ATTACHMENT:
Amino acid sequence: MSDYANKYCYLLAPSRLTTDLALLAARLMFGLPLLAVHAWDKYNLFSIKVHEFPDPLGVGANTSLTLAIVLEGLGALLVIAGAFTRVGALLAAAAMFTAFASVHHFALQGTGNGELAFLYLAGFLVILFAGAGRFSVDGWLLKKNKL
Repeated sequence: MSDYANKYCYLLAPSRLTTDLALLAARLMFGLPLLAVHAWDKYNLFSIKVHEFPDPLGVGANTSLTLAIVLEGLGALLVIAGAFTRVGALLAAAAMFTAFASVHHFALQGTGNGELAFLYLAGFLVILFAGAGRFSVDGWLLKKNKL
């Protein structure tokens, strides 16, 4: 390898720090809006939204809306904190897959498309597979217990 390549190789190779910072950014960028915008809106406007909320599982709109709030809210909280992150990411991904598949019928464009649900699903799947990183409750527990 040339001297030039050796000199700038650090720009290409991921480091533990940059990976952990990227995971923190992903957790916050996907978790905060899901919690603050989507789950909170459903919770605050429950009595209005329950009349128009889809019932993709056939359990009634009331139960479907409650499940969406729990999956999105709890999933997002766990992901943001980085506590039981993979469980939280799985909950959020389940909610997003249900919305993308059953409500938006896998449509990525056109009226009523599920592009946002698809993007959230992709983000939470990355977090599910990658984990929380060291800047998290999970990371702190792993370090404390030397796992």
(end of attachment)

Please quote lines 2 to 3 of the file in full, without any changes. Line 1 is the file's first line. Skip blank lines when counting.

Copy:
Repeated sequence: MSDYANKYCYLLAPSRLTTDLALLAARLMFGLPLLAVHAWDKYNLFSIKVHEFPDPLGVGANTSLTLAIVLEGLGALLVIAGAFTRVGALLAAAAMFTAFASVHHFALQGTGNGELAFLYLAGFLVILFAGAGRFSVDGWLLKKNKL
């Protein structure tokens, strides 16, 4: 390898720090809006939204809306904190897959498309597979217990 390549190789190779910072950014960028915008809106406007909320599982709109709030809210909280992150990411991904598949019928464009649900699903799947990183409750527990 040339001297030039050796000199700038650090720009290409991921480091533990940059990976952990990227995971923190992903957790916050996907978790905060899901919690603050989507789950909170459903919770605050429950009595209005329950009349128009889809019932993709056939359990009634009331139960479907409650499940969406729990999956999105709890999933997002766990992901943001980085506590039981993979469980939280799985909950959020389940909610997003249900919305993308059953409500938006896998449509990525056109009226009523599920592009946002698809993007959230992709983000939470990355977090599910990658984990929380060291800047998290999970990371702190792993370090404390030397796992």